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Rhetorical Devices

Dawn Weathersbee

A crossword puzzle designed to help students (who are very tired!) study for their Language and Composition AP exam.

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1.a direct comparison between dissimilar things. “Your eyes are stars” is an example.
3.the literal or dictionary meaning of a word.
9.indicated by a series of three periods, the ellipsis indicates that some material has been omitted from a given text. It could be a word, a phrase, a sentence, a paragraph, or a whole section. Be wary of the ellipsis; it could obscure the real meaning of the piece of writing.
10.involves repeating a word or expression while adding more detail to it, in order to emphasize what otherwise might be passed over.
12.development of evidence that arouses the emotions of the audience
16.the duplication, either exact or approximate, of any element of language, such as a sound, word, phrase, clause, sentence, or grammatical pattern.
17.repetition of the same word or phrase at the end of successive clauses.
20.repeats the beginning word of a clause or sentence at the end.
21.use of superfluous or redundant words, often enriching the thought.
22.lack of conjunctions between coordinate phrases, clauses, or words.
23.the repetition of conjunctions in a series of coordinate words, phrases, or clauses.
24.the process of moving from a general rule to a specific example.
26.an indirect comparison that uses the words like or as to link the differing items in the comparison. (“Your eyes are like the stars.”)
29.placing a good point or benefit next to a fault criticism, or problem in order to reduce the impact or significance of the negative point.
32.consists of raising one or more questions and then proceeding to answer them, usually at some length.
34.the use of slang in writing, often to create local color and to provide an informal tone.
37.the process that moves from a given series of specifics to a generalization.
38.use of two words connected by a conjunction, instead of subordinating one to the other, to express a single complex idea.
39.the format of a formal argument that consists of a major premise, a minor premise, and a conclusion.
41.a figure of speech that utilizes a part as representative of the whole. (“All hands on deck” is an example.)
43.a terse statement of known authorship which expresses a general truth or moral principle. (If the authorship is unknown, the statement is generally considered to be a folk proverb.) An aphorism can be a memorable summation of the author’s point.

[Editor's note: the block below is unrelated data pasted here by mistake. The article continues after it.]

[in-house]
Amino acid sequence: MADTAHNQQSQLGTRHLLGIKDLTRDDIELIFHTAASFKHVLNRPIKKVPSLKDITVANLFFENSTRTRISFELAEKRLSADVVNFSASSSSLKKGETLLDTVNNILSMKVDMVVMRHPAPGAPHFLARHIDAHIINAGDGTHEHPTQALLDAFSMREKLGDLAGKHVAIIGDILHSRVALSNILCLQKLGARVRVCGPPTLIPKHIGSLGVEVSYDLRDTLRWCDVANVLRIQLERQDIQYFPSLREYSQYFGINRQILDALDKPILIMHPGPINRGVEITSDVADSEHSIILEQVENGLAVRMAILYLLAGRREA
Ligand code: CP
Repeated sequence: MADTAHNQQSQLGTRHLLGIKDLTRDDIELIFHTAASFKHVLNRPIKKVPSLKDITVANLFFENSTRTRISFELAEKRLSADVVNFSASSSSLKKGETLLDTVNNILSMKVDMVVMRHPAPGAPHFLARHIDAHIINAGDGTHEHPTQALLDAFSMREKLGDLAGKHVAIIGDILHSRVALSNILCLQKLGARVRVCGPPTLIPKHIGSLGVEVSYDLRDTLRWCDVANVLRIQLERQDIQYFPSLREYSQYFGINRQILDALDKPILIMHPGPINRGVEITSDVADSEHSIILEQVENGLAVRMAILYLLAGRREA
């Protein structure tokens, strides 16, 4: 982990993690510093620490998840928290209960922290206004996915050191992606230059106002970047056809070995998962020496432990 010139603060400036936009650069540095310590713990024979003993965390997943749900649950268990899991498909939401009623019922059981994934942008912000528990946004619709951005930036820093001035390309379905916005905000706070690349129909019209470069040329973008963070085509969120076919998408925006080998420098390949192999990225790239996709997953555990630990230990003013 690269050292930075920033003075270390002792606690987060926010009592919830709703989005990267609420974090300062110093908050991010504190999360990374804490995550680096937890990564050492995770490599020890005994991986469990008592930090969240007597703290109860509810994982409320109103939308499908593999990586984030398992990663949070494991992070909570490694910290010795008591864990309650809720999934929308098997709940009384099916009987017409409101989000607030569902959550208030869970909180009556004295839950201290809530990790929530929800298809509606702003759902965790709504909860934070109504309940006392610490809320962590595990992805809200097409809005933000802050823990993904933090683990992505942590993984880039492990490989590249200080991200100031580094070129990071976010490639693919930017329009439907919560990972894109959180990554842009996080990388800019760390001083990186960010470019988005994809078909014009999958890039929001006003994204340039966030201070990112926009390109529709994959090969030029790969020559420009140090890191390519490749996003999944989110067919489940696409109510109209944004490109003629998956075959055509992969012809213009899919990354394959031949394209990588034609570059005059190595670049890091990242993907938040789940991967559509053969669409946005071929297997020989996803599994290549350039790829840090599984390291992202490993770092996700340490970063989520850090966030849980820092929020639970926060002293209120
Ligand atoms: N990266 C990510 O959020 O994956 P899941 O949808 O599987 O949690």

44.extreme exaggeration, often humorous, it can also be ironic; the opposite of understatement.
47.development of evidence that the speaker or writer is ethical
48.in logic is a proposition-a statement of a truth-that is used to support or help support a conclusion.
49.the grammatical structure of prose and poetry.
50.this term literally means “sermon,” but more informally, it can include any serious talk, speech, or lecture involving moral or spiritual advice.
2.the repetition of a word or phrase at the beginning of successive phrases, clauses, or lines.
4.one word irony, established by context.
5.repetition of a word or phrase after an intervening word or phrase.
6.a figure of speech in which a representative term is used for a larger idea (The pen is mightier than the sword).
7.the interpretive level of a word based on its associated images rather than its literal meaning.
8.the repetition or variations of an image or idea in a work used to develop theme or characters.
10.the repetition of initial consonant sounds, such as “Peter Piper picked a peck of pickled peppers.”
11.an unexpected twist or contrast between what happens and what was intended or expected to happen
13.two corresponding pairs arranged not in parallels (a-b-a-b) but in inverted order (a-b-b-a)
14.a form of ellipse by which a speaker comes to an abrupt halt, seemingly overcome by passion (fear, excitement, etc.) or modesty.
15.writing successive independent clauses, with coordinating conjunctions, or no conjunctions.
18.is an adjective or adjective phrase appropriately qualifying a subject (noun) by naming a key or important characteristic of the subject.
19.repetition of one word (for emphasis).
23.the grammatical or rhetorical framing of words, phrases, sentences, or paragraphs to give structural similarity.
25.a more acceptable and usually more pleasant way of saying something that might be inappropriate or uncomfortable.
27.use of logical proof of the creation of a logical appeal
28.the choice of words used in speaking or writing.
30.is an informally-stated syllogism which omits either one of the premises or the conclusion. The omitted part must be clearly understood by the reader.
31.a fanciful expression, usually in the form of an extended metaphor or surprising analogy between seemingly dissimilar objects. A conceit displays intellectual cleverness due to the unusual comparison being made.
33.a reference contained in a work.
35.a story or brief episode told by the writer or a character to illustrate to a point.
36.use of an older or obsolete form.
40.understatement, for intensification, by denying the contrary of the thing being affirmed.
42.the total effect of related sensory images in a work of literature.
45.substitutes for a particular attribute the name of a famous person recognized for that attribute.
46.an overused common expression.

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